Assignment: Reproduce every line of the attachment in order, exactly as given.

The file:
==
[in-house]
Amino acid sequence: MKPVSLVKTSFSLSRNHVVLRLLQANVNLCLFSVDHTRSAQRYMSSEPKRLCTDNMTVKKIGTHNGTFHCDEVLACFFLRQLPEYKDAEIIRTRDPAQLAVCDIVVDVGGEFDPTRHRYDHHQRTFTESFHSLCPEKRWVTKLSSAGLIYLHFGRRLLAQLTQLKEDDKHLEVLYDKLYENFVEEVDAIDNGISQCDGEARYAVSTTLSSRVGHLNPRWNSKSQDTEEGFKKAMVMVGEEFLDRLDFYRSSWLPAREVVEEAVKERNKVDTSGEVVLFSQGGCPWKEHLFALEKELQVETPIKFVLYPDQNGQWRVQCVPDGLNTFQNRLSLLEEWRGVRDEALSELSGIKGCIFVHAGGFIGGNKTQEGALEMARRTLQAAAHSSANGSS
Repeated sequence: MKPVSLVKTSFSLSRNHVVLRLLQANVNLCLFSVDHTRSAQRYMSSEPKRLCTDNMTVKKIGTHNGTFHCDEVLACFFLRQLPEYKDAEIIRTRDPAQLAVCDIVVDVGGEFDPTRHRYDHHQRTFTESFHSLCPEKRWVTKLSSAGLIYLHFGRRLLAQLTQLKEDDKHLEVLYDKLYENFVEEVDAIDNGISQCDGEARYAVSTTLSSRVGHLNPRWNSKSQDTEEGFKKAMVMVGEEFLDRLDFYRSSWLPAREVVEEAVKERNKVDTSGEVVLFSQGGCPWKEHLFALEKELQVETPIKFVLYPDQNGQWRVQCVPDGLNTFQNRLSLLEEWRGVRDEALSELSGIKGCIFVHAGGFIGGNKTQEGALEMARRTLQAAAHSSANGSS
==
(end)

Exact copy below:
[in-house]
Amino acid sequence: MKPVSLVKTSFSLSRNHVVLRLLQANVNLCLFSVDHTRSAQRYMSSEPKRLCTDNMTVKKIGTHNGTFHCDEVLACFFLRQLPEYKDAEIIRTRDPAQLAVCDIVVDVGGEFDPTRHRYDHHQRTFTESFHSLCPEKRWVTKLSSAGLIYLHFGRRLLAQLTQLKEDDKHLEVLYDKLYENFVEEVDAIDNGISQCDGEARYAVSTTLSSRVGHLNPRWNSKSQDTEEGFKKAMVMVGEEFLDRLDFYRSSWLPAREVVEEAVKERNKVDTSGEVVLFSQGGCPWKEHLFALEKELQVETPIKFVLYPDQNGQWRVQCVPDGLNTFQNRLSLLEEWRGVRDEALSELSGIKGCIFVHAGGFIGGNKTQEGALEMARRTLQAAAHSSANGSS
Repeated sequence: MKPVSLVKTSFSLSRNHVVLRLLQANVNLCLFSVDHTRSAQRYMSSEPKRLCTDNMTVKKIGTHNGTFHCDEVLACFFLRQLPEYKDAEIIRTRDPAQLAVCDIVVDVGGEFDPTRHRYDHHQRTFTESFHSLCPEKRWVTKLSSAGLIYLHFGRRLLAQLTQLKEDDKHLEVLYDKLYENFVEEVDAIDNGISQCDGEARYAVSTTLSSRVGHLNPRWNSKSQDTEEGFKKAMVMVGEEFLDRLDFYRSSWLPAREVVEEAVKERNKVDTSGEVVLFSQGGCPWKEHLFALEKELQVETPIKFVLYPDQNGQWRVQCVPDGLNTFQNRLSLLEEWRGVRDEALSELSGIKGCIFVHAGGFIGGNKTQEGALEMARRTLQAAAHSSANGSS